Kendal in Ireland

In his first two crops Kendal got some youngsters that won some of the best races in Ireland. The star of these first couple of years was the bay filly CHRISTABEL (1889, out of Chrysalis, by Lecturer; properly by Lyric or Kendal). For William Brophy she won two good juvenile events, the Railway Stakes and the Anglesey Stakes, and one other race; with her earnings she was the top money winning horse in Ireland in 1891. WORDSWORTH (1889, out of Lady Pitt), another good juvenile owned by Brophy, won the one mile Beresford Stakes. ROY NEIL, (1889, out of Sylva) won the Irish Derby in 1892.

RED PRINCE II was also in the 1889 crop; he was out of the 1880 Grand National Steeplechase winner Empress, by Blood Royal (winner of the Downshire Cup at Punchestwon carrying 14 st. -10 lb.), and started his career by winning the National Produce Stakes as a juvenile. At age three, he won the Royal Whip (then run over four miles), held at the Curragh. At age four he proved a precocious jumper, winning four races over fences, including Cork Park's Grand Sand Handicap chase over 2-1/2 miles, and Manchester's (England) Lancashire Steeplechase over 3-3/4 miles, where he ran in eight lengths ahead of the field. He was owned by Henry E. Linde of Eyrefield Lodge on the Curragh, a top Irish trainer who had his own private steeplechase course at Eyrefield for schooling youngsters. Linde's first Grand National winner was Red Prince II's dam, Empress, named in honor of Empress Elizabeth of Austria, who would visit Ireland to hunt. Linde also trained the 1881 Grand National winner Woodbrook, Too Good, winner of the Grand Steeplechase de Paris and second in the Grand National, and many other top chasers.

Red Prince II was said to be "difficult to train" due to his conformation, described as heavy-shouldered and top-heavy, the latter certainly due to his sire. In the stud he "got good-looking horses" that resembled himself, almost all of which were put to jumping, and he was leading sire of jumpers between 1904 and 1909 in Great Britain. His winners included 1905 Irish Grand National winner Red Lad, who ran second to Ascetic's Silver in the 1906 Grand National; Conyngham Cup winners Famous (in 1906) and Ruddygore (1914), and 1913 Galway Hurdle winner Red Damsel.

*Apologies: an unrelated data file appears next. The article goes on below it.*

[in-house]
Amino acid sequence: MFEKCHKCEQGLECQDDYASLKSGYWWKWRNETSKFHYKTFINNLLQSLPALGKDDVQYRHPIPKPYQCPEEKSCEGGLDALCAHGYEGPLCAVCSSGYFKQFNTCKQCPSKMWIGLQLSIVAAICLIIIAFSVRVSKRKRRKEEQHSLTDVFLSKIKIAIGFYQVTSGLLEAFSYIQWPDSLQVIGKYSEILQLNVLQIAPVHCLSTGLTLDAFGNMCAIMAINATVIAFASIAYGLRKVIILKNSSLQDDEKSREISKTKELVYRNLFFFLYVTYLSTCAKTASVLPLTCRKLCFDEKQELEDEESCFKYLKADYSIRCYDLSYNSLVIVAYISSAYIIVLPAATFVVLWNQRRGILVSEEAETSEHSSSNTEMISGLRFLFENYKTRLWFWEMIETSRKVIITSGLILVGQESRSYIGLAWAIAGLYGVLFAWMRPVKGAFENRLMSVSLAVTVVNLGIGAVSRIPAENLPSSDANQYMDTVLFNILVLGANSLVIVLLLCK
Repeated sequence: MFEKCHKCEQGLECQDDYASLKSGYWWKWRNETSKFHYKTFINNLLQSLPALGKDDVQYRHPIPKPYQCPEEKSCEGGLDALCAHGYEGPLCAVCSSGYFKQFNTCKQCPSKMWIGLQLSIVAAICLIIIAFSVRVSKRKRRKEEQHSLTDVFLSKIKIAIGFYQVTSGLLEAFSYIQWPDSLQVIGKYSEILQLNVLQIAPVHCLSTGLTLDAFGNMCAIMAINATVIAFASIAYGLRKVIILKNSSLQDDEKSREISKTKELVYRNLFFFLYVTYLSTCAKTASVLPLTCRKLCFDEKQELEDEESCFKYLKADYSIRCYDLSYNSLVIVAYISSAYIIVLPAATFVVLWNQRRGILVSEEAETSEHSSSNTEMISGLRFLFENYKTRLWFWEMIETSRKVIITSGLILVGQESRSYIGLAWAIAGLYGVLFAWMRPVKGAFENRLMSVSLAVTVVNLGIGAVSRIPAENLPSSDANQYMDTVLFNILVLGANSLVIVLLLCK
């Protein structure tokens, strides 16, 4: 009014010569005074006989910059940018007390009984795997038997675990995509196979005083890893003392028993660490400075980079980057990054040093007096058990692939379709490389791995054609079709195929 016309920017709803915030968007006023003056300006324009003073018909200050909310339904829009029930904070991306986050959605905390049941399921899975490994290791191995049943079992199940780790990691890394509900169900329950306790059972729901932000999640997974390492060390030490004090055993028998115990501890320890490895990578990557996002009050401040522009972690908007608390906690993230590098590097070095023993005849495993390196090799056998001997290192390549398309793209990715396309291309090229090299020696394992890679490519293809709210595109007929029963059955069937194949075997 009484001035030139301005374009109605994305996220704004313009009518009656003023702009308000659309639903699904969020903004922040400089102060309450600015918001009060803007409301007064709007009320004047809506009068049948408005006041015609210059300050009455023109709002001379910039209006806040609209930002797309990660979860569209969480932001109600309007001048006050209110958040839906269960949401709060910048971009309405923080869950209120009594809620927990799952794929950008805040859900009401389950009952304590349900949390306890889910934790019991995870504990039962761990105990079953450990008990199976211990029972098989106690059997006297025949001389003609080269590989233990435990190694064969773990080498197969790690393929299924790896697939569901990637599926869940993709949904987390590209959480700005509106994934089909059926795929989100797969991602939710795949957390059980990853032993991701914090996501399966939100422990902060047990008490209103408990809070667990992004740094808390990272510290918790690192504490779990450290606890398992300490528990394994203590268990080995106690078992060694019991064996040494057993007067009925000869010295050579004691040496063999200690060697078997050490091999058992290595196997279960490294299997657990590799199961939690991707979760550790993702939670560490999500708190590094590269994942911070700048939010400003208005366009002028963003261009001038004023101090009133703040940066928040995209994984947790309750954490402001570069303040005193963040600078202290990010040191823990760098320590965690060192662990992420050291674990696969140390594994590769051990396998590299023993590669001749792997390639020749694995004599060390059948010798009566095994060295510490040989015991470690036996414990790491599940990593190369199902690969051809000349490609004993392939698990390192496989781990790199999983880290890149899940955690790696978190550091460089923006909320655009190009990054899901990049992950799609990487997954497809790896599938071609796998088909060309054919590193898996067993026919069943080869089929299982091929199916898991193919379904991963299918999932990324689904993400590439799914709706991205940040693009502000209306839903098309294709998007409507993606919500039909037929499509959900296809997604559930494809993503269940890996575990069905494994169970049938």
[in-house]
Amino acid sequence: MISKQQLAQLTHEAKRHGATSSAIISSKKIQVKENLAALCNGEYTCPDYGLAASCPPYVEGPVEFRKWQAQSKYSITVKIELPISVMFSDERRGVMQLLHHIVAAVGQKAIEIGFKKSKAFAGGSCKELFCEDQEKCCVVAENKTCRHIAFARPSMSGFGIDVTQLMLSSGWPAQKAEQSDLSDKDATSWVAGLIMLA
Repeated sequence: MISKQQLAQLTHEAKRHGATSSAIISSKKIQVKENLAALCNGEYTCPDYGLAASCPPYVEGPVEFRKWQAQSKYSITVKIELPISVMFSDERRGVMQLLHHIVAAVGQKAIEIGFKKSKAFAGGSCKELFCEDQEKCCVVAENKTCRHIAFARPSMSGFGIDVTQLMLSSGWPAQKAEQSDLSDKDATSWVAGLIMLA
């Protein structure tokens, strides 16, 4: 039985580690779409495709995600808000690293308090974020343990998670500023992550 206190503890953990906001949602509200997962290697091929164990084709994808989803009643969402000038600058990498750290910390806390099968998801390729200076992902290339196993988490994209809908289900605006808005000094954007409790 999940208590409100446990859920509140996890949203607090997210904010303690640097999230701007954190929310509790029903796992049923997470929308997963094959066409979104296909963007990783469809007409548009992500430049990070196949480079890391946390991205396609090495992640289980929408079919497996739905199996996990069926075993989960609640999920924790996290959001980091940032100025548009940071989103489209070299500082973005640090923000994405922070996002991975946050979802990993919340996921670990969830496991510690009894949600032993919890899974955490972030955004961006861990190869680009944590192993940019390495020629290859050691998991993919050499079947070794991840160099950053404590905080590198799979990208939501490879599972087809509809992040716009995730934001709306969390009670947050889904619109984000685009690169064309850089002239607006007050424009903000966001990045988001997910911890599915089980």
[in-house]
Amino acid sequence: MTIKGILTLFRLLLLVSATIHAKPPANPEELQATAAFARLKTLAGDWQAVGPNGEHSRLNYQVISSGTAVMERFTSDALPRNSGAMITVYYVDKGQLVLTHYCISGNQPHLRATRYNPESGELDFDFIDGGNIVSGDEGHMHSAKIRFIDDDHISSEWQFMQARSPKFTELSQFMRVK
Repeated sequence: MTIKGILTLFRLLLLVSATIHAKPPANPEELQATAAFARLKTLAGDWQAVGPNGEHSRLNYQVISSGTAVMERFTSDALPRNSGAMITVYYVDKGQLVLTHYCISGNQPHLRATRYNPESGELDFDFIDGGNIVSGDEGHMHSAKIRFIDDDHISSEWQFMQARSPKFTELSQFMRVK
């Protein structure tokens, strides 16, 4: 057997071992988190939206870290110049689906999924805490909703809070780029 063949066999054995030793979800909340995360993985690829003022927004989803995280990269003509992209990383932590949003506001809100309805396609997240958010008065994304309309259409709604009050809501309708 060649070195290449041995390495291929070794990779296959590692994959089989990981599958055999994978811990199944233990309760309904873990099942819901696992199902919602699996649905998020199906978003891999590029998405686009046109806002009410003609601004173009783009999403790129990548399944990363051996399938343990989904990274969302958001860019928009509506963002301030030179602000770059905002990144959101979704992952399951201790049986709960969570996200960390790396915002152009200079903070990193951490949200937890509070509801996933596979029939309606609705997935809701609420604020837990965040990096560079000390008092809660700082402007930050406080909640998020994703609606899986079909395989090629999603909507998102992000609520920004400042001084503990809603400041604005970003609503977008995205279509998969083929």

Kendal's son BUTTERSCOTCH (1889, out of Sweetness, by Xenophon) was also in the 1889 crop. He was used as a jumper sire, and his best was the beautiful brown mare Shannon Lass, out of the Uncas daughter Mazurka. She was bred by J. Reidy and ran on the flat for three years, and then was sold to Ambrose Gorham of Brighton, for whom she won eight steeplechases, trained by Jem Hackett at Telescombe, Sussex: she won the 1902 Grand National by three lengths, beating Matthew and Manifesto, both more heavily weighted.

Kendal's daughter, the half-bred LIZZIE KENDAL (1889, Family H-B 11), bred in Daniel Moloney's stud at Knocklong, was out of an Uncas mare that was sister to Redpath, a winner of the Grand Steeple Chase de Paris. Lizzie Kendal was sold to Baron Grenier, of Gronde, Belgium, and she was hunted and raced both there and in Ireland until 1901, winning the Grande Steeplechase des Flandres, in Belgium, in 1898. Maloney re-purchased her in 1901, and sold her in 1903 to John M'Inerney of Co. Clare. In the the stud she produced Thomond (1895) before she was shipped to Belgium; he won thirteen races, including the Dudley Plate, and was sold to India where he won a number of good hurdle races. Lizzie Kendal later produced Olive (1907, by Santoi), dam of The Kiwi (1918), winner of the Irish Oaks and later a winner over fences. Another offspring of Kendal out of Lizzie Kendal's dam was KNOCKALONG (1890), a winner of two National Hunt races on the flat, and of four hurdle races.